Saint Hubert's Gift, A Bloodhound and A Companion Original Piece of Art By Kathy Winkler
Updated: Jul 25
I was so excited to create a painting of King, a gorgeous tan Bloodhound with an angel on his chest. His owners asked me to be sure to paint the angel, which I was honored to do. I like to think that the angel on King’s chest was because Bloodhounds are notorious for not being shrinking violets. This is because they have a rather high energy drive, and their companion person needs to have the time and energy for daily exercise. This breed is very smart and inquisitive, and extremely hard working. When left to their own devices, however, they can display a lot of independence and stubbornness. They also have a distinctive call known as a bay.
I love fun facts about any breed of dogs. The Bloodhound is unique in that it can detect as few as one or two molecules from a scent source. They have a high sensitivity to smells, and definitely follow their noses. Their olfactory sense has nearly 300 million receptors. The amazing thing is that their many folds of wrinkled flesh, particularly under the lips and neck, serve to catch stray scent “particles” in the air or on a nearby branch, reinforcing the scent in the dog’s memory and nose. Once they have identified a scent, they can follow that specific smell, despite all the other odors they encounter, for more than 130 miles and over a 300-hour-old scent trail. Obviously, these dogs are amazing tracking dogs for police work. Despite their extraordinary ability to excel at police work and search and rescue missions, they can also get into trouble if they become bored.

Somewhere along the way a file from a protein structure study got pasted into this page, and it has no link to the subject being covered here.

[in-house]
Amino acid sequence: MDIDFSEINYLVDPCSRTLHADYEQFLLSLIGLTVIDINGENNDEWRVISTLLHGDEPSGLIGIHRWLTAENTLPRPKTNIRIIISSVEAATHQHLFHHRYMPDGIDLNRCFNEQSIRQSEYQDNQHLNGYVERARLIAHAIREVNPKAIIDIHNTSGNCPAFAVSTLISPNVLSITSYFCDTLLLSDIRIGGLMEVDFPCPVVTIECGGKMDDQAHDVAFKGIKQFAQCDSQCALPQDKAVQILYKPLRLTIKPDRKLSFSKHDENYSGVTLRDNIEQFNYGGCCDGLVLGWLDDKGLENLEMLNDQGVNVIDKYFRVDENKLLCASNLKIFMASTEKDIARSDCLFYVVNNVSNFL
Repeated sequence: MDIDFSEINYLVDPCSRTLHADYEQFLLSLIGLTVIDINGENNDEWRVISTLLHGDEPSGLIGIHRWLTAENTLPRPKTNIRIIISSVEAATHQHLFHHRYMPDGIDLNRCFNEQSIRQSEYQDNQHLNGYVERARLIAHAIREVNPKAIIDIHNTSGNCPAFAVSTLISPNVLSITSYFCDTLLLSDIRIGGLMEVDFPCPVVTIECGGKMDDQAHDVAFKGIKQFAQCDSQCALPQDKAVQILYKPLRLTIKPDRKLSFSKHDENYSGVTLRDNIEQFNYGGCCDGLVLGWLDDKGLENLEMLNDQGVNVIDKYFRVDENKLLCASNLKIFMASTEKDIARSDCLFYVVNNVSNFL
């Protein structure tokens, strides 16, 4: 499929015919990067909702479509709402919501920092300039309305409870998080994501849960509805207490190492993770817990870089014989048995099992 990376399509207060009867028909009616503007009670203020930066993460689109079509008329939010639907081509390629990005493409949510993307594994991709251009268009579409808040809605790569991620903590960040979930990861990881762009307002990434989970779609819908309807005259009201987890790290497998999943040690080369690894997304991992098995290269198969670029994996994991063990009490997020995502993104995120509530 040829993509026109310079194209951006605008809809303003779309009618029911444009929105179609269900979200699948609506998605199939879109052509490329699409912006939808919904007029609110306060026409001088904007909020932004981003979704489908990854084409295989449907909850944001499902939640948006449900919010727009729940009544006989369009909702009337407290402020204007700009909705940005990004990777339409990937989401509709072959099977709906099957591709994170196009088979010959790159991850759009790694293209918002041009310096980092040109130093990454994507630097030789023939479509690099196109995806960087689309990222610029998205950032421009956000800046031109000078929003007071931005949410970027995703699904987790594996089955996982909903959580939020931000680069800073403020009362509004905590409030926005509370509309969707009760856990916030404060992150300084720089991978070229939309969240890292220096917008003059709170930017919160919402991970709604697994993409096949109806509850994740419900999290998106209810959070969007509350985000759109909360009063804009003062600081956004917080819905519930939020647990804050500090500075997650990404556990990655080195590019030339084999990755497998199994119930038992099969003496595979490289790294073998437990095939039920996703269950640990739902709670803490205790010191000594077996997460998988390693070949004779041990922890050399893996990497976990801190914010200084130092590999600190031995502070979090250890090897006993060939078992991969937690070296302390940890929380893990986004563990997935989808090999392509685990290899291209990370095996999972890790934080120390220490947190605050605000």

Bloodhounds have been around for hundreds of years (re largedogdbreedz.com). The origin and history of the Bloodhound breed is a varied and complex one that spans many thousands of years. Early hounds are known to have been prominent in the Mediterranean countries prior to the Christian era, dating back to 1000 BC. They are typically thought to have a good deal of Mastiff blood. Hunting hounds were transported to the European continent by the Phoenicians and were used during the Roman era to hunt deer and other animals.
The Bloodhound that we know today is thought to have most directly originated in France during the 7th century by a French monk named St. Hubert. It is thought that he crossed a strain of black hound, or the St. Hubert hound, with other varieties of white hounds, one in particular called the Southern Hound. Monks in the 8th century continued to breed these hounds, initially black but evolving into a black and tan breed. The distinction of Bloodhound derives not from following a blood trail, as is commonly depicted, but from the fact that they were carefully bred in Medieval times in monasteries with pure blood stock.
By the 16th century, the Bloodhound dog breed was used more often for man trailing and helped track poachers and eventually other criminals. By the 1800s, many British law enforcement officers used the Bloodhound to help track down fugitives. The bloodhound has the best ability to track of any of the other dog breeds and a Bloodhound’s tracking testimony is actually admissible evidence in a court of law.
All these wonderful “I didn’t know that” facts that I have learned about Bloodhounds makes them all the more endearing to paint. There’s a certain importance to their skin wrinkles and folds that give them character.